Even while consumer goods are flying off store shelves, most Cubans interviewed by The Miami Herald said a $150 hotel stay is a luxury that is hard to justify -- even if Castro scored political points.
''Cubans found the hotel prohibition offensive,'' said Philip Brenner, a Cuba expert at American University. ``Lifting that prohibition is not going to change Cuba very much, but it removes the sense of feeling they are in a prison. Not living under those circumstances, it's hard to imagine how important that is.''
Other Cuba watchers agree that even though most Cubans are excluded from Castro's consumer reforms, he has succeeded in gaining political capital -- even if he risks later creating a racial and class divide.
''Being able to stay at hotels is symbolically and psychologically important,'' said Katrin Hansing, interim associate director of Florida International University's Cuban Research Institute. 'It has given Cubans a sense of `now we can.' People feel free -- it's the weirdest thing. This is something they wanted to do forever, and now they can.''
Hansing, who recently returned from living for about 10 years in Cuba, warned that Castro is taking a bit of a gamble.
''The rates are outrageous, so this is going to be a short-term euphoria,'' Hansing said. ``Who has money and who does not is going to become more visible. People who don't are often not white. This could get problematic.''
The measure to allow Cubans to stay at hotels also raises questions as to how the government will be able to control prostitution. Some Cuban women, dubbed jineteras, earn a living by finding foreign ''boyfriends'' who buy them gifts. Until now, those relationships were generally restricted to hotel lobbies.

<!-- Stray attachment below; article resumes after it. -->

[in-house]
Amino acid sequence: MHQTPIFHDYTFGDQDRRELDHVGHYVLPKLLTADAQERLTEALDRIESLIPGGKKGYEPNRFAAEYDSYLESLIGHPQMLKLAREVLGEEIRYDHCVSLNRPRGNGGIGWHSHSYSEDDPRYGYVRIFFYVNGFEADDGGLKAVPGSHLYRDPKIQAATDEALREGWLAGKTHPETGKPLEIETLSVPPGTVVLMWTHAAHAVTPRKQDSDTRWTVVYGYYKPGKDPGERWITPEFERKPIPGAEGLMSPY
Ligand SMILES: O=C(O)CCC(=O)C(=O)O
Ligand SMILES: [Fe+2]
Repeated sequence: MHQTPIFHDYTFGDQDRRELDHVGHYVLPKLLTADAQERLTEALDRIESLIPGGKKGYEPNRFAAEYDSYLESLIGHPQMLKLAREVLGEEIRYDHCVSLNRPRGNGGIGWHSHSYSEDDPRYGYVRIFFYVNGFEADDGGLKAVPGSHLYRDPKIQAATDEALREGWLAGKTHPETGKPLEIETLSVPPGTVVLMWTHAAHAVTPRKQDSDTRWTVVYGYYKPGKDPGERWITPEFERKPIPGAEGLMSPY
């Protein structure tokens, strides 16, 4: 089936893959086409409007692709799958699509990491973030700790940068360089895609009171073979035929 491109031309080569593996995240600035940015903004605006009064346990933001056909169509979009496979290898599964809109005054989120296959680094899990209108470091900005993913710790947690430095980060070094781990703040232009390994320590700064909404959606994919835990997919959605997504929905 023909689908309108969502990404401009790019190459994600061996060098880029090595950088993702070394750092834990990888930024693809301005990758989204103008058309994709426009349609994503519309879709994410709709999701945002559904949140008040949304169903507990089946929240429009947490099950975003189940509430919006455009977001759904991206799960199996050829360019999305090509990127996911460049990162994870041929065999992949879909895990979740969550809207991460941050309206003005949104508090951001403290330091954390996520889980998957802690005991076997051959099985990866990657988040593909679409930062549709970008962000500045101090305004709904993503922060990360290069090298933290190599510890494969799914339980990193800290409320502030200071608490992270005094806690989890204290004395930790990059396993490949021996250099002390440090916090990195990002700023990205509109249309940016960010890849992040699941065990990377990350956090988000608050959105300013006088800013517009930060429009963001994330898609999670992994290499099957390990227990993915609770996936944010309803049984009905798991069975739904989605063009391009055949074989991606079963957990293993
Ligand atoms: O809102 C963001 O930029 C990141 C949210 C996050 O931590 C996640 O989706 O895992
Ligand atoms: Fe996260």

In the past, Cuban guests were not allowed into a guest's room. Now, they can go up, but they must register with the front desk, even if the foreigner is paying the bill.
''Now the girls come in with the foreigners, and it's not my problem,'' said a Havana hotel doorman who said he was not authorized to give his name. 'You know what I say? `Have a nice evening.' I'm sure that later, when she pops up two or three times on hotel registries, it will be a problem. But not with me.''
Yadeli, a security guard at a Varadero hotel, said he has seen three Cubans stay at his luxury resort in the three months since Castro lifted the ban.
''That new law helps maybe four cats,'' he said, using the Spanish expression for ''very few people.'' ``As I do the math, I see I will never be one of those cats. I make $22 a month, and a room here is $150.''
So he spends his day on the beach in a necktie, stopping Cubans who try to enter his hotel.
''It's not that as Cubans you can't walk up and down this beach. You can walk up and down all you like,'' he said. ``I just want to know what you are doing, and I would stop you from coming inside if you are not a guest.''
Beatriz, 30, knows exactly what Yadeli means.
''They are letting more Cubans on the beach now. Look around; you'll see some,'' she said a few minutes after being questioned by a guard. ``But if security sees you talking to somebody, forget it. So we can be on the beach; we just have to keep walking.''
The Miami Herald withheld the name of the correspondent who wrote this report and the surnames of some of the people quoted because the reporter did not have the journalist visa required by the Cuban government to report from the island.